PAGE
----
This is not the first time we’ve seen threat actors attempting to sell what they claim are databases of companies when, in actuality, they are just aggregated lists of credentials from previous Infostealer infections.

The idea behind this is of course for the threat actor to attempt scamming users for monetary gains.

3. Disinformation campaign against Andrew Tate.

Their claim:

On February 6th, a paste was published by an anonymous user who claimed they have leaked data from Andrew Tate’s course selling website— therealworld.net:

The text found in the paste

Their “Proof”:

The anonymous user provided a sample of the “leak”, making it seem as though they hacked the database of Andrew Tate’s website and are now leaking it, the leak allegedly contains email addresses and plaintext passwords of the users:

Snippet from the “leak” provided by the anonymous user

Debunking their “proof”:

By searching the email address found in the sample (s.adhikari18@wlc.ac.uk), Hudson Rock was able to determine that the data shown is actually from historical Infostealer infections that are unrelated to any targeted breach related to Andrew Tate’s domain:

Image from Hudson Rock’s cybercrime intelligence platform, Cavalier. Note the email is the same as shown in the sample provided by the hacker

It is hard to tell the intentions of the user, it is apparent they were trying to contact Andrew Tate at some point and were ghosted. It is possible they were trying to blackmail Tate or simply trying to gain some recognition from him. However it is certain that by leaking the data there was an attempt to cause harm facilitated by disinformation.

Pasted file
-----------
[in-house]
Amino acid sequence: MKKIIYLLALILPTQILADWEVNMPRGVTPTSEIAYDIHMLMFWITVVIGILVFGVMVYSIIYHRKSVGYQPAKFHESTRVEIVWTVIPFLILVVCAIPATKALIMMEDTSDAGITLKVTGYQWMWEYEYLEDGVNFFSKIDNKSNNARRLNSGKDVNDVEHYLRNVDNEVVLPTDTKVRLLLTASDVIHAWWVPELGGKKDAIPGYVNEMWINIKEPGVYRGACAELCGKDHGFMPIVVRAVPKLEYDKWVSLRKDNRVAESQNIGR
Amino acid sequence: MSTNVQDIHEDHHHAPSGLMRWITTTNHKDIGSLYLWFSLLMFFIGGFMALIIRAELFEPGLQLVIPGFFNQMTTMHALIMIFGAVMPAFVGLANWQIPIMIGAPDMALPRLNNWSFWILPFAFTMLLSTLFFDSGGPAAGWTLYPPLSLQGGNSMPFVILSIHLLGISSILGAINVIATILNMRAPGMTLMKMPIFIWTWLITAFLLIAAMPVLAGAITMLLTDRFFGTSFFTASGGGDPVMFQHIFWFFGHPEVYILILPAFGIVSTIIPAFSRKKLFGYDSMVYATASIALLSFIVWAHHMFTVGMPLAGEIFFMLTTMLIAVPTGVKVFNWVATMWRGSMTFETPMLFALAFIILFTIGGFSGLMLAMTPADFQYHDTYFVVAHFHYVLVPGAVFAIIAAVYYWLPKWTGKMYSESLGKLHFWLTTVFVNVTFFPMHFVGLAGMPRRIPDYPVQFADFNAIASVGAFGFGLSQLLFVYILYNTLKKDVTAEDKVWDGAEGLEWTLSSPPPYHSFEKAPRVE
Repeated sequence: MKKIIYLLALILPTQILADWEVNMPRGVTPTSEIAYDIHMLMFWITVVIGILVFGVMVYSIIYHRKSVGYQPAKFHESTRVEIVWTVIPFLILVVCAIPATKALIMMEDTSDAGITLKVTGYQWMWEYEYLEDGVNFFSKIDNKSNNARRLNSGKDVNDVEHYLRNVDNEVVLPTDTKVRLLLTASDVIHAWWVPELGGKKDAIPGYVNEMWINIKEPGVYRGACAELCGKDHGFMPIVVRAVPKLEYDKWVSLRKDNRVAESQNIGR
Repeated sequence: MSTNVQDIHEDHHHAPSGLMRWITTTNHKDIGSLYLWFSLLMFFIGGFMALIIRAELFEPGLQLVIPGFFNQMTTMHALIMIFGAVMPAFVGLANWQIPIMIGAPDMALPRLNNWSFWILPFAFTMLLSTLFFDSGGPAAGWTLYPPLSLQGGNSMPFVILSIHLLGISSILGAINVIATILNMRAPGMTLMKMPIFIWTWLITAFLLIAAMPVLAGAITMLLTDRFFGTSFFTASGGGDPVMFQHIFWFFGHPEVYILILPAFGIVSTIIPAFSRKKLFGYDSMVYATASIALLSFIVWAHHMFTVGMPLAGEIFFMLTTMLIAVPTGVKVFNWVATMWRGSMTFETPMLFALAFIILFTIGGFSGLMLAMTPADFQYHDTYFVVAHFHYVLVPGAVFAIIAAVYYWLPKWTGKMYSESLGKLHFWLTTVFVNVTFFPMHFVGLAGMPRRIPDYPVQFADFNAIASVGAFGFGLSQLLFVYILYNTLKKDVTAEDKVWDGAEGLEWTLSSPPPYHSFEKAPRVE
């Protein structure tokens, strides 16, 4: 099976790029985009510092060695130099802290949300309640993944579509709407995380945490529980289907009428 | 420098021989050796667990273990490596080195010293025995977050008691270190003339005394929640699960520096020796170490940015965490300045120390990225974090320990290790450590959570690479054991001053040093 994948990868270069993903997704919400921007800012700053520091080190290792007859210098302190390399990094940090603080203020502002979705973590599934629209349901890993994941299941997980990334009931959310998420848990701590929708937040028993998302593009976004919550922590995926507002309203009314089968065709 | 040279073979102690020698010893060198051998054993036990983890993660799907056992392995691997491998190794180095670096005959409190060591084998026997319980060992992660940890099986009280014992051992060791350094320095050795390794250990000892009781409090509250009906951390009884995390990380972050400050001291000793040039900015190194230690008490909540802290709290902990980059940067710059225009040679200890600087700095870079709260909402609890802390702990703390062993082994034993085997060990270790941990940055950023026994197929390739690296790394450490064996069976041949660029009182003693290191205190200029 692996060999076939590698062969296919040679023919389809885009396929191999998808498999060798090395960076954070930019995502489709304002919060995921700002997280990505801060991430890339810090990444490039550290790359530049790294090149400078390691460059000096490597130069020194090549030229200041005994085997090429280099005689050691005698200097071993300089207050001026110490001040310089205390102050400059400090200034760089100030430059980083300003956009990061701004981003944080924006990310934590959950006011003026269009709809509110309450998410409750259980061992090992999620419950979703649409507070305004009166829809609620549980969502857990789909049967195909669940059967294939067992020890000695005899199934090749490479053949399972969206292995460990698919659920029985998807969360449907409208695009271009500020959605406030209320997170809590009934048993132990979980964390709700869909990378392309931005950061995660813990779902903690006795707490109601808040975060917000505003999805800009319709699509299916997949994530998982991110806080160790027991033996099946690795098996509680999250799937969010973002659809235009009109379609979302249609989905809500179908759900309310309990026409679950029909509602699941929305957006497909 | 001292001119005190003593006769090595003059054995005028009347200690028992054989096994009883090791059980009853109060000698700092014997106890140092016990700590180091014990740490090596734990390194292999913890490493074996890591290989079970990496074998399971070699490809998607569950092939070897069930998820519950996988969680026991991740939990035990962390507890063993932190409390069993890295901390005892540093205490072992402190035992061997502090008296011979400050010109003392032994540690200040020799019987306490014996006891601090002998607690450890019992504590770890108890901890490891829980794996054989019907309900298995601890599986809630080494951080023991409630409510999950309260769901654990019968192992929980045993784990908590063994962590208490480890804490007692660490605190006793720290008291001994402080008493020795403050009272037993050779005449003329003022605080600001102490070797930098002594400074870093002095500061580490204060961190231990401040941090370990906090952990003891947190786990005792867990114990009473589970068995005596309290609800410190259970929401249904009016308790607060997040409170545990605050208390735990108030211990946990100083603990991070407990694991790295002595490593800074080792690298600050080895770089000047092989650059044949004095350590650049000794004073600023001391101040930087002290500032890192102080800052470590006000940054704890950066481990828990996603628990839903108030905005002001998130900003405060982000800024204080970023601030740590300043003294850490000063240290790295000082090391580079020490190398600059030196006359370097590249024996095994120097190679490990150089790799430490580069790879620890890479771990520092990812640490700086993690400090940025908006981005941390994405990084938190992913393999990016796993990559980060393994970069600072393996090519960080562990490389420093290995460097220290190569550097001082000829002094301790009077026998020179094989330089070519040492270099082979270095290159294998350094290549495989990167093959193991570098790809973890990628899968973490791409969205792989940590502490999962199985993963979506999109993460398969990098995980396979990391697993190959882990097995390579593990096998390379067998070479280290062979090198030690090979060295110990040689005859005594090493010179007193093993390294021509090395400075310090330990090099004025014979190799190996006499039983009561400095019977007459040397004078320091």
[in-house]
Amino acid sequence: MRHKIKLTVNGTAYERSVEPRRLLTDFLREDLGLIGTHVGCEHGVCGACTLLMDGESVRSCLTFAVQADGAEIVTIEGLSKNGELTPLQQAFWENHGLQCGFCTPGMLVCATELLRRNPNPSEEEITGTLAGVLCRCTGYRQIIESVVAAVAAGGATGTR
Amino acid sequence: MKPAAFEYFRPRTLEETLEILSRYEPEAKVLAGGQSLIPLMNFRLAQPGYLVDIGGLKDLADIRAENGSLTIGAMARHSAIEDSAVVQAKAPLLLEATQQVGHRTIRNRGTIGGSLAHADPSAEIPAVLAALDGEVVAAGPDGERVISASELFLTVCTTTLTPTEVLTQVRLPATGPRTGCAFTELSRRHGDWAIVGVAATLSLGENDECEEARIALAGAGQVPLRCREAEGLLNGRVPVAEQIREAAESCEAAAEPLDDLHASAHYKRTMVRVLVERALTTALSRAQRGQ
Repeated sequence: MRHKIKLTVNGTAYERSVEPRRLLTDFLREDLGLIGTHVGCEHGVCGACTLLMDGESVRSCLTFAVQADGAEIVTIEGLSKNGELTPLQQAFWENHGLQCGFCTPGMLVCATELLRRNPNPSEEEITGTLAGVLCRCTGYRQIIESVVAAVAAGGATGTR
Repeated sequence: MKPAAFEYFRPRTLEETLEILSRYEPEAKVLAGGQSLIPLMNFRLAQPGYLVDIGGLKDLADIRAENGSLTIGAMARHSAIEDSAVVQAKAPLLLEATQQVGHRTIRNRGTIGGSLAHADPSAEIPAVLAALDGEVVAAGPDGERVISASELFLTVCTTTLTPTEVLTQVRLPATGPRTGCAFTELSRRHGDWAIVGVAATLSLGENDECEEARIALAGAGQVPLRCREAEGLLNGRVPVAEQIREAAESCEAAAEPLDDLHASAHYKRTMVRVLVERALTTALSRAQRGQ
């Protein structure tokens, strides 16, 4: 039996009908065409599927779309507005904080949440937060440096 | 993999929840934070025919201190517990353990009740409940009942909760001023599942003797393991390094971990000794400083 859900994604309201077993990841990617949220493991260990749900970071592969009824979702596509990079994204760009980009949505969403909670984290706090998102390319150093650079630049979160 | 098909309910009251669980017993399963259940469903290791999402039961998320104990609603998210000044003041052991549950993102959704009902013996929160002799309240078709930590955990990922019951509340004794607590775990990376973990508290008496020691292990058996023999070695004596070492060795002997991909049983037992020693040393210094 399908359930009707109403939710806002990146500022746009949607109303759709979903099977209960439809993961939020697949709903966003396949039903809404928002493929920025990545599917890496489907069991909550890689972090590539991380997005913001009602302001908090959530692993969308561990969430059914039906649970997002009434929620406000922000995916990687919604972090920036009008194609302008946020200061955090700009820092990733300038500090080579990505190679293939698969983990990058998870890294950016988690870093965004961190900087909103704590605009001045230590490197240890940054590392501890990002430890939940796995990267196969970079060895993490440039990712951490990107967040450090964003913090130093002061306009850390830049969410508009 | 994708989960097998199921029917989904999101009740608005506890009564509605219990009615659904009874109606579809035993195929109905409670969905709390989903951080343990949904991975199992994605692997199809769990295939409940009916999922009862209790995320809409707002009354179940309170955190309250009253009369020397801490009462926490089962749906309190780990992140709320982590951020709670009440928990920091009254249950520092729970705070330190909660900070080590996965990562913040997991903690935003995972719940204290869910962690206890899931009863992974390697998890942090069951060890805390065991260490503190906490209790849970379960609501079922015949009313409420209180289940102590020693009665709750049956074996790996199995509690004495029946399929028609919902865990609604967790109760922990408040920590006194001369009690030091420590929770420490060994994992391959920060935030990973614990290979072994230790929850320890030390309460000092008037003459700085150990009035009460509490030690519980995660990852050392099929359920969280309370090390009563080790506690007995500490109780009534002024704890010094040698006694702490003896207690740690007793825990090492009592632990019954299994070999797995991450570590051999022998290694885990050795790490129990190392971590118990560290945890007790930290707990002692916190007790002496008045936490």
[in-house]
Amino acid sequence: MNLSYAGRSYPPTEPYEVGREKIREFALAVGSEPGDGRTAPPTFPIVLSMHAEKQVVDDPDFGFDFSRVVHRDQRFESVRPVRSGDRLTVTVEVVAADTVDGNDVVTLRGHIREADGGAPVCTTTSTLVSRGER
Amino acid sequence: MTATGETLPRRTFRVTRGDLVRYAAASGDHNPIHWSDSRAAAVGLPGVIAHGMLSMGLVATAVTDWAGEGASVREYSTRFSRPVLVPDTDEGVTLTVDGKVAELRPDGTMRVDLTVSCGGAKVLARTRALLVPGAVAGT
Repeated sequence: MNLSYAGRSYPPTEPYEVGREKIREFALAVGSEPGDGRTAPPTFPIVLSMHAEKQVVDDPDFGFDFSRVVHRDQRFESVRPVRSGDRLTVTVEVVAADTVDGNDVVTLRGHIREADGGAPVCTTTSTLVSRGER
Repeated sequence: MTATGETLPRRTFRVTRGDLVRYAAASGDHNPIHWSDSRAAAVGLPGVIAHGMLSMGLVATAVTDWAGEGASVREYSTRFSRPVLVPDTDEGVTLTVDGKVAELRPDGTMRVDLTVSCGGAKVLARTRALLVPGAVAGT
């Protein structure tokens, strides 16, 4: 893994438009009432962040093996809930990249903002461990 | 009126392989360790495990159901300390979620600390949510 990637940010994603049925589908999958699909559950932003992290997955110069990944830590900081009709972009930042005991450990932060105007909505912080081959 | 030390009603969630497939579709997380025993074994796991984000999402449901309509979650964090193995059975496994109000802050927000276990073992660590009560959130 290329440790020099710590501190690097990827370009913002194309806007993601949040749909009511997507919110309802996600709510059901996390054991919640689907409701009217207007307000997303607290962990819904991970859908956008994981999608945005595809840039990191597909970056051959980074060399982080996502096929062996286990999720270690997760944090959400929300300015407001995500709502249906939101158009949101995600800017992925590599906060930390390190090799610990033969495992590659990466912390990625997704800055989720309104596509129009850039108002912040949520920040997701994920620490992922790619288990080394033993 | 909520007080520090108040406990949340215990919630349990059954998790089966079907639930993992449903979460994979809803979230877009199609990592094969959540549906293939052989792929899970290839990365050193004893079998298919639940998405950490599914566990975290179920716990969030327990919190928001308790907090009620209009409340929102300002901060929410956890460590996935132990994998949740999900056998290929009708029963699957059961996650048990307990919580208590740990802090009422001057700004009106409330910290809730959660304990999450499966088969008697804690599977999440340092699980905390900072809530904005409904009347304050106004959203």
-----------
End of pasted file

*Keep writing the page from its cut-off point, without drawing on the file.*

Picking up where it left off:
Conclusion:

The misuse of infostealer credentials data stands out as a significant challenge.

As illustrated by recent events involving the Haghjoyan Hacking Group, the fraudulent sale of AnyDesk’s database, and the disinformation campaign against Andrew Tate, cybercriminals are increasingly leveraging stolen data to propagate misinformation, conduct scams, and manipulate public opinion.

These incidents underscore the complexity of the cybersecurity threats we face. The Haghjoyan group’s attempt to increase tensions during the Israel-Hamas conflict, the opportunistic claims around AnyDesk’s security breach, and the misleading allegations against Andrew Tate’s website reveal how threat actors are able to exploit the digital ecosystem for various nefarious purposes.

The key takeaway from these examples is the critical importance of data verification. Cybersecurity experts, companies, and the general public must be proactive in identifying and debunking false claims.

The reliance on comprehensive cybercrime intelligence databases, like the one maintained by Hudson Rock, is invaluable for verifying the authenticity of purported data breaches and infostealer campaigns.

To learn more about how Hudson Rock protects companies from imminent intrusions caused by info-stealer infections of employees, partners, and users, as well as how we enrich existing cybersecurity solutions with our cybercrime intelligence API, please schedule a call with us, here: https://www.hudsonrock.com/schedule-demo

We also provide access to various free cybercrime intelligence tools that you can find here: www.hudsonrock.com/free-tools

Thanks for reading, Rock Hudson Rock!